This time last year the fashion world was booming: houses such as Louis Vuitton were opening new stores and entering new markets, while limited-edition products with six-digit price tags were selling out before they hit the shelves. Then the bubble burst.
Now, it's hard to imagine how things could get worse for the industry. Independent labels and small boutiques are closing, while struggling retailers are downsizing their operations. In the US, prime retail areas in cities such as Los Angeles have been abandoned while department stores say they are reducing their upcoming autumn/winter orders by 20 per cent or more, according to a recent report in The New York Times.
Even the once impenetrable Russia, home to 'oligarchs', has taken a battering. Stella McCartney, Manolo Blahnik and Alexander McQueen have shut their stores in the country only a year after they opened. And the forecast is just as gloomy for once-booming markets in the Middle East and India.
In Hong Kong, the knock-on effect is hard to ignore. Retailers are offering discounts or new promotions to increase traffic, desperate to clear the way for the spring's new arrivals.
But most of the spring/summer merchandise was bought more than six months ago, before the recession set in, and their bright colours seem at odds with the gloomier economic climate and sluggish consumer demand that has taken hold.
For autumn/winter 2009, things are likely to be vastly different. Buyers face a new set of challenges, including smaller budgets and the need to be more discerning in their choices. If the men's ready-to-wear shows (which take place a month before the women's) are any indication of things to come, then next season will offer a darker and more sombre vision.
'I think in reality designs will be less frivolous with the freezing temperatures of both the economy and winter in Europe,' says Helen Willerton, managing director of Chloe Asia Pacific.
'There is definitely a sombre mood in luxury and retail and I believe that collections will be more understated to reflect this global emotion. However, this doesn't mean designs will be less creative. It's still possible to have a creative and appealing collection even if the marketplace is more cautious.'
But others say the market will carry on despite the adversity, as it always has.
'Fashion is fashion. Designers know what they're up against this season and can't depart from their fashion point of view in any economic cycle,' says Jennifer Woo, president of Lane Crawford.
Balbina Wong, chief executive of Imaginex, is hoping that from the ashes will come something new and unique: 'I'm confident that the autumn collections will be just as distinctive as in past seasons. A classic example is Marc Jacobs' famous grunge look created during the economic slump of the 1990s. I'm sure that creativity will not be compromised even in these difficult times.'
While creativity on the catwalks is one thing, what actually sells in stores is a different matter. 'What we have realised is that seasonal trends are not long lasting - they aren't as prominent as they were a couple of years ago and it's not so much about buying the trends,' says Adrienne Ma, chief executive of Amma Holdings.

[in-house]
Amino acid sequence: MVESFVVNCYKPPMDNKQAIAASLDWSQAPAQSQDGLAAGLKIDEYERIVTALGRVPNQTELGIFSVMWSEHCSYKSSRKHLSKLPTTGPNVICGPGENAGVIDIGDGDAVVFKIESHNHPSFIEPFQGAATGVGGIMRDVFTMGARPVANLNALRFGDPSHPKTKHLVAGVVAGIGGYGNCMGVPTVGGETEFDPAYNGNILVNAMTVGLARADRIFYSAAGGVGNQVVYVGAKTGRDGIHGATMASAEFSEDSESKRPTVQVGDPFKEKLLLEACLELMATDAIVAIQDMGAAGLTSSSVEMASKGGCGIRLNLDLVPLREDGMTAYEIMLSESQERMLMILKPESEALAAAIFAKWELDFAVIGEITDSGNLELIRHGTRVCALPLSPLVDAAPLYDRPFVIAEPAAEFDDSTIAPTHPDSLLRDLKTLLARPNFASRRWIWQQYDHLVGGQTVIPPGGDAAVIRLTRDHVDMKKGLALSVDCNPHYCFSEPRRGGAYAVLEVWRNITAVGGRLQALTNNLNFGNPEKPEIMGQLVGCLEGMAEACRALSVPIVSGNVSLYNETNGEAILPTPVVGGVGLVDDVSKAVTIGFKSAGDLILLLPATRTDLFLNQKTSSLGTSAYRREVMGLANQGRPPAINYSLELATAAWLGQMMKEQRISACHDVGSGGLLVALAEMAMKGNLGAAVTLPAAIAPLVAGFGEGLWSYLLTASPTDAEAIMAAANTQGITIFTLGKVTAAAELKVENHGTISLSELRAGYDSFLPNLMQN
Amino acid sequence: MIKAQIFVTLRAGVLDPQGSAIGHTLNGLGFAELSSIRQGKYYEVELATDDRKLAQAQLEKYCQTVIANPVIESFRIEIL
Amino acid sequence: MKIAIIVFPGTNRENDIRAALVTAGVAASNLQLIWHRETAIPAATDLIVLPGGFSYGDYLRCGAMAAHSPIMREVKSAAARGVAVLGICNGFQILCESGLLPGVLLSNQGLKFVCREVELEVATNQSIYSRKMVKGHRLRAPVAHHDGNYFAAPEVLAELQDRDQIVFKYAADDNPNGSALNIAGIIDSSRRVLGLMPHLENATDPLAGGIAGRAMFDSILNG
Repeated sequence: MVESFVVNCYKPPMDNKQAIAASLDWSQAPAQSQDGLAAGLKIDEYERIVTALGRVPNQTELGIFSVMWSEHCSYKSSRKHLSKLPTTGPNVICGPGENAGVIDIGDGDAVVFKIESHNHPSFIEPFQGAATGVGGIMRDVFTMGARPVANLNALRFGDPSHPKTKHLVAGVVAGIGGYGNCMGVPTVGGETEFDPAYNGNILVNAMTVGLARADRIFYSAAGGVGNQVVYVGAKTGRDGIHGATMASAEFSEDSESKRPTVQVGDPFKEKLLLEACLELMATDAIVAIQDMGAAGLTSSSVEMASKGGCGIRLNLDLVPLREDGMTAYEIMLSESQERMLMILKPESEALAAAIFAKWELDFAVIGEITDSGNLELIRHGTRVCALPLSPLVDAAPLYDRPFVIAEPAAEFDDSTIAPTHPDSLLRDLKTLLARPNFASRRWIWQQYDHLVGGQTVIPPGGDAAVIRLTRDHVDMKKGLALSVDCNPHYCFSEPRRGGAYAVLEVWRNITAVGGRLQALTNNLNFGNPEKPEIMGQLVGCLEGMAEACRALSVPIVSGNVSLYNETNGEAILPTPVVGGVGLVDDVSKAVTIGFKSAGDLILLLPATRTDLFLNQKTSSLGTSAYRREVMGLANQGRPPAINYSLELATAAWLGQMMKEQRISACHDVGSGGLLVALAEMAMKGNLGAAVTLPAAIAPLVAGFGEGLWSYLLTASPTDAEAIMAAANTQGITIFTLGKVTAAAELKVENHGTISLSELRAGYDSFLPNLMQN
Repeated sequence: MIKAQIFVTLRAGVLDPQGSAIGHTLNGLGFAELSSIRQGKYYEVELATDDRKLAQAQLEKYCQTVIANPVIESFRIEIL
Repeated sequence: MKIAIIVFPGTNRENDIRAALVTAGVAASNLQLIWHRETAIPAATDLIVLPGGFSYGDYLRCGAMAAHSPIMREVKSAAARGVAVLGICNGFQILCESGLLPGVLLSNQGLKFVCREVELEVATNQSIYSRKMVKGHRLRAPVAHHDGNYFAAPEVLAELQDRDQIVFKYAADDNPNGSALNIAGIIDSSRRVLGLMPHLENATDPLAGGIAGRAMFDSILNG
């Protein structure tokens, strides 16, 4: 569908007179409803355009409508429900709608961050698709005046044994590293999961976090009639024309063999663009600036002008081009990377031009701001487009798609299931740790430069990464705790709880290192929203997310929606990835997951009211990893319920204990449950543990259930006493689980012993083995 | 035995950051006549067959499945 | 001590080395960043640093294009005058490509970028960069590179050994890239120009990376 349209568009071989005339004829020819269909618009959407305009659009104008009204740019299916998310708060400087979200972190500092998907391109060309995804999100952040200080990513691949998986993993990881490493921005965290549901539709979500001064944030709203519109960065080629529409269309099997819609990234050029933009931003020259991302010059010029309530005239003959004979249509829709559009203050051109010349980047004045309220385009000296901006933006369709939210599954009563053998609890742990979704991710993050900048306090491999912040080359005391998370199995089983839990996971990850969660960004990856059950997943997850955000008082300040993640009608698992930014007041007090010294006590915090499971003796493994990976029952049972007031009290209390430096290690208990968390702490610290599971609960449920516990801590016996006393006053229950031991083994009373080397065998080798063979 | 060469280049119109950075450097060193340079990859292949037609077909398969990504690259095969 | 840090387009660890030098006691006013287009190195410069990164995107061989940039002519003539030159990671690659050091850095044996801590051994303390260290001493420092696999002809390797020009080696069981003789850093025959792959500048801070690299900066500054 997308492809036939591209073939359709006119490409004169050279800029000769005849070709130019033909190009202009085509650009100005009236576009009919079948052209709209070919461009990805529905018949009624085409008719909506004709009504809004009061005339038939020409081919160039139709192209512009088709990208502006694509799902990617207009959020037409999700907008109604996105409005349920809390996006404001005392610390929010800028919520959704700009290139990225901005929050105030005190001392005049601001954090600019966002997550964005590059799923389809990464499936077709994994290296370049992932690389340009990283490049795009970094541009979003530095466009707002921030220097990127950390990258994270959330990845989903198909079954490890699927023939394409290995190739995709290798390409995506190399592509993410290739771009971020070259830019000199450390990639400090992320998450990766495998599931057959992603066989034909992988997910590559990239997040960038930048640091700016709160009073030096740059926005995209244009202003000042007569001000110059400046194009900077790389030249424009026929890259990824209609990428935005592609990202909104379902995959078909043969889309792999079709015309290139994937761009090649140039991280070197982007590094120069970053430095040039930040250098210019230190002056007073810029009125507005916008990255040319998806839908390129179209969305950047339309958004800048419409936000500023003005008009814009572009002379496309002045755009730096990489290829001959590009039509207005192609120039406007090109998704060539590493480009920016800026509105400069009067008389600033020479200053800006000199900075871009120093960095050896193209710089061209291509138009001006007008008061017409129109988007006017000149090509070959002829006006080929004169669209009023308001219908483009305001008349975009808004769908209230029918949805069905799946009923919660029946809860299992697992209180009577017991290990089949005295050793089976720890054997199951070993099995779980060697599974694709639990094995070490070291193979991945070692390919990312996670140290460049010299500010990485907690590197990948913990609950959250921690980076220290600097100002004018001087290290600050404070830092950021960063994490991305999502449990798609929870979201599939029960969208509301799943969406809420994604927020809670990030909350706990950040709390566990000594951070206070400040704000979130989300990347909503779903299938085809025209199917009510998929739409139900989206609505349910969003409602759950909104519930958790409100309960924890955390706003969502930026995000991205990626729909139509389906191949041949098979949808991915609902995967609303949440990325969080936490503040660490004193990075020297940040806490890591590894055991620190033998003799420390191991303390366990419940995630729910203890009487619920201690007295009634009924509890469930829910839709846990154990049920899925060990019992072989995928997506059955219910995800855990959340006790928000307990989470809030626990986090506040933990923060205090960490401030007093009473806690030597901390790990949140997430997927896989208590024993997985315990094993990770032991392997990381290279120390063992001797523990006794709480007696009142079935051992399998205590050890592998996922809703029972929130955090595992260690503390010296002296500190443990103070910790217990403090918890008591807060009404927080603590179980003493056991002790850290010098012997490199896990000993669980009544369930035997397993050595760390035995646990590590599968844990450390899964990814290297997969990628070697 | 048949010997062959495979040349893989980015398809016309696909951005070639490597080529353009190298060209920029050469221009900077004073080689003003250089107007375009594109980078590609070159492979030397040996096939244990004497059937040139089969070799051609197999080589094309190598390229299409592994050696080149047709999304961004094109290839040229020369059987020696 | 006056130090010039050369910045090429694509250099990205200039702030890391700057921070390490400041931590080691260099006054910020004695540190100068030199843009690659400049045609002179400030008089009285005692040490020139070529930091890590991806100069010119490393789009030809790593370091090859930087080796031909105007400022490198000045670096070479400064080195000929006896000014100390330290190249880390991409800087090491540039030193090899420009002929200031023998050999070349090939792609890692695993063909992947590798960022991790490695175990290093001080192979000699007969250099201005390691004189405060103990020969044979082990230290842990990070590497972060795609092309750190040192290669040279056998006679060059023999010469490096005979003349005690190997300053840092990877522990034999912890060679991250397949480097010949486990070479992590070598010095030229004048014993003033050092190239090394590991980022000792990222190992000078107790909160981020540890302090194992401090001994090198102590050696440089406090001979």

'We need a mix of wearable clothes with the more avant-garde, more forward looking. There needs to be a balance for buyers. Sometimes if you buy too conservatively customers will say they have something similar and won't want to buy. We need to offer something interesting but new because it's still fashion.'
In an attempt to attract customers, some retailers are putting emphasis on unique items and new brands.
'The retail market will become more competitive and retailers will use new tactics to get their market share,' Woo says.
As part of this offensive, it's necessary to continue marketing activities - although not to the extent of previous years.
Wong says: 'Cost control is essential when sales are slow, but it doesn't necessarily mean cutting back on all store openings, marketing activities, and so on. I would say invest wisely for the long term. It's also important for labels to strengthen their brand equity and relations with loyal customers during bad times so that when the economy recovers, these brands will be the first to rebound.'
Peter Cheung, regional vice-president of communications for Versace Asia Pacific, says he's optimistic about the outlook for Asia and China, in particular.
'We see similarities to when Sars hit in 2004. It was like [there was] no end in sight, but the industry rebounded soon after,' he says.
While many brands and retailers are trying to remain positive about sales next season, the big question on consumers' minds is whether prices will go down. Towards the end of last year, Women's Wear Daily reported luxury brands were lowering their prices by up to 15 per cent in the US and Europe. Will Hong Kong follow suit?
'In general, I think all brands will have to take a close look at pricing and the fluctuating exchange rates to ensure they are competitive - it would be irresponsible to believe that people are still in the same purchasing mindset as a year ago,' says Willerton.
'While the recent sales have been necessary, continuous and heavy discounting will eventually erode the longevity of a brand.'
Ma agrees: 'There's no point flooding the market with products that would devalue the sense of luxury. Luxury has been evolving and morphing over the past several years. We do see some brands that have overly distributed, while others have tried to add couture lines or limited-edition pieces.
'I don't think the luxury market has changed just because of the global gloom and doom. In fact, it will eventually recapture its true meaning - offering something that people might desperately want, but not everyone can afford.'